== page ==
We have a 2006 4Runner with the V6 engine. Previously we had a 2000 and the 2006 holds the road a lot better and while an excellent off road vehicle, it is a good road vehicle too. There has been some redesign since and I don't know how those handle. Consumer Reports always has bashed the 4Runners, but I think they prefer sedans and hate trucks. Toyotas are criticized for poor road feel, but I have not found that so. I do believe a dump truck will have more road feel, but it won't fit in my garage. We had a Tundra with the 4.7 liter and it's a good engine, but I wouldn't want to tow ourtrailer in the Rockies with it.

SUV's have poor payload because their bodies are heavier than the same chassis with a pick up body on it. And, if you have an SUV, do you want to carry fuel and a generator in it? For short camping trips where you don't need many supplies, a 4Runner with a smaller trailer would work ok.

But, don't let the desire for a 4Runner determine the size of the trailer. The trailer will probably be with you a lot longer than the tow vehicle. Check out trailers at the 2 Colorado dealers (but consider buying elsewhere) and see what fits best for you, then consider what tow vehicle fits that trailer.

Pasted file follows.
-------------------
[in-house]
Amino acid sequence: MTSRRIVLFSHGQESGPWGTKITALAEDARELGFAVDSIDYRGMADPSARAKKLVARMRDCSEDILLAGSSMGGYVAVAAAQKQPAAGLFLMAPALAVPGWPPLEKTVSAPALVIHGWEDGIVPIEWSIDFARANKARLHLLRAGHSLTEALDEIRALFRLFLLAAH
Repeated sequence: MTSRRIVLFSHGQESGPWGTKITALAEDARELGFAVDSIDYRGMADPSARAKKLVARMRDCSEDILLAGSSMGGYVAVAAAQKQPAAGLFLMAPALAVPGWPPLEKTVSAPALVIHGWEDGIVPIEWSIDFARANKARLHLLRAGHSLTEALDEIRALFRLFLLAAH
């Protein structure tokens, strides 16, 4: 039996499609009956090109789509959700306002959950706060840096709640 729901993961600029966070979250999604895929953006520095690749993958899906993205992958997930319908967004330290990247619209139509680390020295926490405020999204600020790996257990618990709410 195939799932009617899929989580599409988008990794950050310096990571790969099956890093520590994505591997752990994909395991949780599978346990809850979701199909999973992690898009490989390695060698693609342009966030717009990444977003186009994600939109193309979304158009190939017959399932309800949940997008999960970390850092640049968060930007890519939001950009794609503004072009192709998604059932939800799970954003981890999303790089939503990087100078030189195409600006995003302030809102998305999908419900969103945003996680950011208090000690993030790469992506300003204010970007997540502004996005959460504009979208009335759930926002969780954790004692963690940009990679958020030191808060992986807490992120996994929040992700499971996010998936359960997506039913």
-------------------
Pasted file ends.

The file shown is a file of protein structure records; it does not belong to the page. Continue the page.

The 5.7 L. Tundra will tow anything up to 25' and very possibly 27' and 28'. It has enormous power, handles well for a full size pickup (much better than the 1st generation Tundras) and has reasonable payload for a 1/2 ton pickup. Fit and finish on newer Toyotas are not what they used to be, but we are pleased with our 2007 truck. It has towed from Key West to Alaska's North Slope without incident. Toyota sometimes put crappy tires on vehicles—argue for Michelins instead. And the seats on the SR5 need better cushions.

We like the medium size SUV and larger truck combination for our purposes. We have discussed smaller vehicles for a daily driver, but they feel so small, have poor visibility in traffic, and are hard to get in and out of with my back injury. And my wife still talks about the Sequoia we had for a while as a comfortable road trip vehicle—the Sequoia is enormous (as is the 2nd gen. Tundra) and would make a good tow vehicle with the 5.7 L. engine for smaller trailers. Parking it or a Tundra in downtown Boulder would be a challenge. Gas mileage is a factor, of course. The 4.7 and 5.7 L. both have poor numbers—around 16-17 without towing. The 5.7 L is slightly worse than the 4.7, so you gain nothing in gas mileage by buying a 4.7 L. truck, though the numbers may be different in a SUV.

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Old 03-25-2011, 02:04 PM   #20
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Gene gives sound advice.